In the award-winning Wolf Watch, Winters uses poetic quatrains to tell the story of four wolf pups from birth until their first foray out of the den. The habits of a wolf pack are introduced, from howling to hunting and fending for their young. Danger is present in the form of a golden eagle who awaits the chance to prey upon one of the defenseless pups. School Library Journal contributor Susan Scheps called Wolf Watch "a treasure of a book," and noted that "there is a lot of information to be gleaned from this sparsely written visual masterpiece." A critic for Kirkus Reviews, meanwhile, hailed Wolf Watch as "a splendid complement to titles with a more fact-based approach to wolf life."

Another educational title is Abraham Lincoln: The Boy Who Loved Books, which uses "strong, economical language," in the words of a Kirkus Reviews contributor, to tell the story of America's sixteenth president. Written in free verse, the book strings together several episodes and vignettes from the president's life to explain how a poor frontier boy's love of books and learning led him to the White House. Winters has "an eye for details of particular interest to a young audience," noted a Publishers Weekly reviewer, and Booklist's Kay Weisman thought that Abraham Lincoln's "simple language" and "engaging narrative" make the book "a good choice for reading aloud."

In a statement posted at her Web site, Winters explained how she came to write Lincoln's story: "I was drawn to exploring the life of Abe Lincoln because I wondered how someone could be born in extreme poverty, lose his mother at age nine, have less than a year of education, few role models, yet overcome these obstacles to become a beloved President whose words we remember today. I was delighted to discover that books made the difference." This respect for literacy came through in Winters's text: a reviewer for Kirkus Reviews called Abraham Lincoln "a moving tribute to the power of books and words."

Winters's book Voices of Ancient Egypt uses "evocative words and an arresting design to bring a long-gone civilization to life," Ilene Cooper explained in Booklist. Winters profiles a variety of prototypical Egyptians, During the Old Kingdom in Egypt, various workers and artisans explain their jobs in Winters's historical book. (From Voices of Ancient Egypt, illustrated by Barry Moser.) from the scribes and pyramid-builders to the often overlooked weavers, bird-catchers, clothes-washers, and other laborers. Each person is given a two-page spread, on which he or she explains his or her duties in freeverse poems written in the first person. This book is "a lovely browsing title," thought School Library Journal's Eve Ortega, in addition to "contain[ing] valuable information for students."

How Will the Easter Bunny Know? was inspired by a real-life incident. Winters told Jodi Duckett of the Morning Call that her husband's friend had been asked by his young nephew, "Uncle John, if I come to your house for Easter, how will the Easter bunny know?" Using that question and its worry as her starting point, Winters tells the story of a six-year-old boy who figures out a variety of ways to inform the Easter bunny that he is staying at his grandmother's house. He draws a map to grandmother's apartment, even carefully including a picture of her green door, leaves a letter to the Easter bunny, and makes signs to guide him. "The child has to solve the problem by himself; that's an unwritten rule in children's books," Winters explained to Duckett. Carolyn Phelan in Booklist called How Will the Easter Bunny Know? the "likable story of a child-size dilemma."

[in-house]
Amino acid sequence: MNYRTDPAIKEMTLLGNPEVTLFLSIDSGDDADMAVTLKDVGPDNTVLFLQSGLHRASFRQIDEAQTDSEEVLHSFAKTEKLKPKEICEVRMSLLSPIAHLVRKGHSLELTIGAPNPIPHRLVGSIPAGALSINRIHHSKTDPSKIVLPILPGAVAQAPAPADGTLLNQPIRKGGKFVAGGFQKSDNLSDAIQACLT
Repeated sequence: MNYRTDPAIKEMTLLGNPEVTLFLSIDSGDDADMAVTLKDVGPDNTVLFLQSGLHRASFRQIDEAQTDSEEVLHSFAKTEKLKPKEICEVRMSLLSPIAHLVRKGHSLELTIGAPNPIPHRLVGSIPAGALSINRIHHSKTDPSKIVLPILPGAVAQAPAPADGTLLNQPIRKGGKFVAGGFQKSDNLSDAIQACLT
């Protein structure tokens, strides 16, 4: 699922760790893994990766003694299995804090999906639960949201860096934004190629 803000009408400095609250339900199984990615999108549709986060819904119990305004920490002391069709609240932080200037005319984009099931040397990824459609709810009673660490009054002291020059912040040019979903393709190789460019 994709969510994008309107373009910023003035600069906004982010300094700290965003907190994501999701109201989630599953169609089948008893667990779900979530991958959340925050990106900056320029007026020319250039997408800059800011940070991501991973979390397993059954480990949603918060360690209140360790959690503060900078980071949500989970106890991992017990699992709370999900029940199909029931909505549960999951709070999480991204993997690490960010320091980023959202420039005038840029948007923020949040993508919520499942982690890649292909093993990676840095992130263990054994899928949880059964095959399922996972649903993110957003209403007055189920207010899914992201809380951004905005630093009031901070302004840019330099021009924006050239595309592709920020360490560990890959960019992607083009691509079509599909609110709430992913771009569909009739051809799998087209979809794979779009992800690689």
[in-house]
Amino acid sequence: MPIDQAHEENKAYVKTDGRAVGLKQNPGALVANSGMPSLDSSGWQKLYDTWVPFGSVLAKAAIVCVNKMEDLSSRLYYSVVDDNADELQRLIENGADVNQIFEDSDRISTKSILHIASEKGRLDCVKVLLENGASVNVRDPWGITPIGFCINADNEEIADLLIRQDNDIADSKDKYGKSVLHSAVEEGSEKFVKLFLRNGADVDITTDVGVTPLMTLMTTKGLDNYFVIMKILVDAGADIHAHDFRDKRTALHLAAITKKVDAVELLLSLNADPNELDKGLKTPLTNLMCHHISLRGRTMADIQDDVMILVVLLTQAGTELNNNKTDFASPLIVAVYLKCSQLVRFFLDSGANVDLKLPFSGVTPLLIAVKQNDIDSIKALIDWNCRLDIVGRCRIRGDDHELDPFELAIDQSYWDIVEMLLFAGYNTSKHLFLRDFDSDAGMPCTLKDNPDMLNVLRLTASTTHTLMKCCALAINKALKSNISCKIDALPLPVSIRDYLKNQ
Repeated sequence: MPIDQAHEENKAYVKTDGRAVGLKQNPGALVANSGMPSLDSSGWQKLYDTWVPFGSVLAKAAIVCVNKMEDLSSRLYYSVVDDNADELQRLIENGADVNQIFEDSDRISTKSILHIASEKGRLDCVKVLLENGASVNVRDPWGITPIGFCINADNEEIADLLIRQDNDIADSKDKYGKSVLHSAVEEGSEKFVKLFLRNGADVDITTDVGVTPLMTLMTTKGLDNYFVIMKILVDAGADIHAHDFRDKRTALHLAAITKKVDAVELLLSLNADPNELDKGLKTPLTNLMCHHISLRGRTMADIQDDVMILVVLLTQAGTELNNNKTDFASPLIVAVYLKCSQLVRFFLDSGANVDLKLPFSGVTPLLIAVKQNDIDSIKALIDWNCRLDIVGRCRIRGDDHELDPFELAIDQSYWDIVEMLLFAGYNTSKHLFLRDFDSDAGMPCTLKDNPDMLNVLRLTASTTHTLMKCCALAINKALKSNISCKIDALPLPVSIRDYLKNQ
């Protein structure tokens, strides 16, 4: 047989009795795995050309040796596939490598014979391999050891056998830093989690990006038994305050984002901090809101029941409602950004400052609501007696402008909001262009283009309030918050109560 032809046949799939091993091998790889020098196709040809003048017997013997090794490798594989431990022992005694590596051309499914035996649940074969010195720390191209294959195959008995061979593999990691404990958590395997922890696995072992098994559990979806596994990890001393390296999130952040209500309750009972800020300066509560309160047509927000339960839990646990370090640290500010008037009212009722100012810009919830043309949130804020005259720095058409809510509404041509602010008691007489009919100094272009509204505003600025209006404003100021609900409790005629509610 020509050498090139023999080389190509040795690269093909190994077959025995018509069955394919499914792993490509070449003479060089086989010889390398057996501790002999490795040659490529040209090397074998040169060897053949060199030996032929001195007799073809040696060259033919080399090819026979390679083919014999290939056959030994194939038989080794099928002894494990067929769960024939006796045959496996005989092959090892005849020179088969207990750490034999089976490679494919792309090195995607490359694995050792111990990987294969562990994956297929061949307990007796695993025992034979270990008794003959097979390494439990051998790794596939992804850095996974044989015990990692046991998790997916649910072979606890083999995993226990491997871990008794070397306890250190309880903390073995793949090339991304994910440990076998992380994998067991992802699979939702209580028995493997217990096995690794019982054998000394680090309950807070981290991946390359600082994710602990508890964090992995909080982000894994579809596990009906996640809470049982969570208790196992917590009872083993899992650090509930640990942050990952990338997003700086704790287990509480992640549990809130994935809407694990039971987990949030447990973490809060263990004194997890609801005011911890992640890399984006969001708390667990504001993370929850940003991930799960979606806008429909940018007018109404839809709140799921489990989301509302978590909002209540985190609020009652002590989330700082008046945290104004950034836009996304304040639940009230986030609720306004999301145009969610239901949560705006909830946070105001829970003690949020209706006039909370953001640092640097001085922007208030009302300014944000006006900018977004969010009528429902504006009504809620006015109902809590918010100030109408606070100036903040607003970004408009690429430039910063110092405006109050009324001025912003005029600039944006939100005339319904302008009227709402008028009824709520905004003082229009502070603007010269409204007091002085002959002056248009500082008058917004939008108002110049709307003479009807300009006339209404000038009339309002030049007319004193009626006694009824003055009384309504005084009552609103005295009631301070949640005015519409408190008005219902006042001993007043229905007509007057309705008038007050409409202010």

In But Mom, Everybody Else Does! a young girl tries to "convince her mother that her acts and desires are not only legitimate but also universal," as a Kirkus Reviews contributor wrote. All children have messy rooms, they all failed the test at school, they all get bigger allowances, and so on. The girl tells her mother that no one walks to school, everyone sleeps with the dog, nobody has to practice, and everybody can paint better than she can. Cushman's illustrations stretch these "statements to the point of absurdity," Kathy Piehl noted in School Library Journal, for example showing pupils riding to school on everything from dinosaurs to spaceships when the girl complains about having to walk to school. Booklist reviewer Hazel Rochman believed that "this farce reinforces every kid's frustration about bossy grown-ups."

About her books for children, Winters told SATA, "Voices is being used all over the country as a readers' theater, as well as resource material for the study of ancient Egypt. My Teacher for President is spawning writing contests as second and third graders write three sentences about why a teacher they know should be president! Told in a humorous way, but describing real election issues—environment, peace, jobs, tolerance—children get a chance to examine candidate platforms and realize how many positive qualities their own teachers possess."

Winters once explained to SATA, "I write because that's how I know what I think. When I see what I say, ideas that were fuzzy come clear to me. And sometimes I am surprised at what I find out about myself.

"I write because I love to read and I want to give others that pleasure. Some of my happiest moments are when I am curled up by the fire in our old stone farmhouse in Bucks County. My husband and I seldom watch television. On summer evenings, we read in the gazebo, which looks out on our ten acres of meadows and woods. The hummingbird stops by for a sip from our feeder. Butterflies light on the cosmos. We have wild turkeys, deer, and pheasants who visit. I hope that children will become more aware of small wonders from my books.